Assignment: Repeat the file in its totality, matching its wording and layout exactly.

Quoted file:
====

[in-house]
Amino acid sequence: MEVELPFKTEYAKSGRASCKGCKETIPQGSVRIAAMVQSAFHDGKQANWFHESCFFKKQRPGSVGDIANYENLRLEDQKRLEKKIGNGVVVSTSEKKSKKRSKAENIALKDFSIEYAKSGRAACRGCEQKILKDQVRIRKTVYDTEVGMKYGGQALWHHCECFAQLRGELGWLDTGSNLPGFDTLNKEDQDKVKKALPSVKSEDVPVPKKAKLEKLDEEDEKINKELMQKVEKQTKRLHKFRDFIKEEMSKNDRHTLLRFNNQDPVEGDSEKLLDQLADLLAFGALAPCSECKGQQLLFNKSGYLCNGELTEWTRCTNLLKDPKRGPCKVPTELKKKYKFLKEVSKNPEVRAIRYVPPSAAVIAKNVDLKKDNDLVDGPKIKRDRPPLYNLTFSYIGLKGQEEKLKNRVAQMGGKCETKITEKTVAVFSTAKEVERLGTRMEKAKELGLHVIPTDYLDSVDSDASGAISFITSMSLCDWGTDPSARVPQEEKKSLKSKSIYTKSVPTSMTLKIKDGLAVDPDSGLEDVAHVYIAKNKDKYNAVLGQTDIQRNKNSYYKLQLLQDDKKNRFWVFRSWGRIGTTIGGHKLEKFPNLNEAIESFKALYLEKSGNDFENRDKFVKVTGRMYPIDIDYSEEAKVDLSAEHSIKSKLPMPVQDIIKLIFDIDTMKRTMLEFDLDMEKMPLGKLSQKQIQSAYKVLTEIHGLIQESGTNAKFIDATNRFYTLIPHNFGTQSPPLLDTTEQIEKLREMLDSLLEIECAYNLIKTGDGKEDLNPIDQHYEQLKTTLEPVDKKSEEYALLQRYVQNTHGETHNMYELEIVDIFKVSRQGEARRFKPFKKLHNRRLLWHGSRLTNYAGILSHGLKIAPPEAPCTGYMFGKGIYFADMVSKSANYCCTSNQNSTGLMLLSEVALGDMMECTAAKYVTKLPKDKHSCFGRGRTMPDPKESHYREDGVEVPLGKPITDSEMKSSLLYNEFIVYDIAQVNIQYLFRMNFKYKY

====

[in-house]
Amino acid sequence: MEVELPFKTEYAKSGRASCKGCKETIPQGSVRIAAMVQSAFHDGKQANWFHESCFFKKQRPGSVGDIANYENLRLEDQKRLEKKIGNGVVVSTSEKKSKKRSKAENIALKDFSIEYAKSGRAACRGCEQKILKDQVRIRKTVYDTEVGMKYGGQALWHHCECFAQLRGELGWLDTGSNLPGFDTLNKEDQDKVKKALPSVKSEDVPVPKKAKLEKLDEEDEKINKELMQKVEKQTKRLHKFRDFIKEEMSKNDRHTLLRFNNQDPVEGDSEKLLDQLADLLAFGALAPCSECKGQQLLFNKSGYLCNGELTEWTRCTNLLKDPKRGPCKVPTELKKKYKFLKEVSKNPEVRAIRYVPPSAAVIAKNVDLKKDNDLVDGPKIKRDRPPLYNLTFSYIGLKGQEEKLKNRVAQMGGKCETKITEKTVAVFSTAKEVERLGTRMEKAKELGLHVIPTDYLDSVDSDASGAISFITSMSLCDWGTDPSARVPQEEKKSLKSKSIYTKSVPTSMTLKIKDGLAVDPDSGLEDVAHVYIAKNKDKYNAVLGQTDIQRNKNSYYKLQLLQDDKKNRFWVFRSWGRIGTTIGGHKLEKFPNLNEAIESFKALYLEKSGNDFENRDKFVKVTGRMYPIDIDYSEEAKVDLSAEHSIKSKLPMPVQDIIKLIFDIDTMKRTMLEFDLDMEKMPLGKLSQKQIQSAYKVLTEIHGLIQESGTNAKFIDATNRFYTLIPHNFGTQSPPLLDTTEQIEKLREMLDSLLEIECAYNLIKTGDGKEDLNPIDQHYEQLKTTLEPVDKKSEEYALLQRYVQNTHGETHNMYELEIVDIFKVSRQGEARRFKPFKKLHNRRLLWHGSRLTNYAGILSHGLKIAPPEAPCTGYMFGKGIYFADMVSKSANYCCTSNQNSTGLMLLSEVALGDMMECTAAKYVTKLPKDKHSCFGRGRTMPDPKESHYREDGVEVPLGKPITDSEMKSSLLYNEFIVYDIAQVNIQYLFRMNFKYKY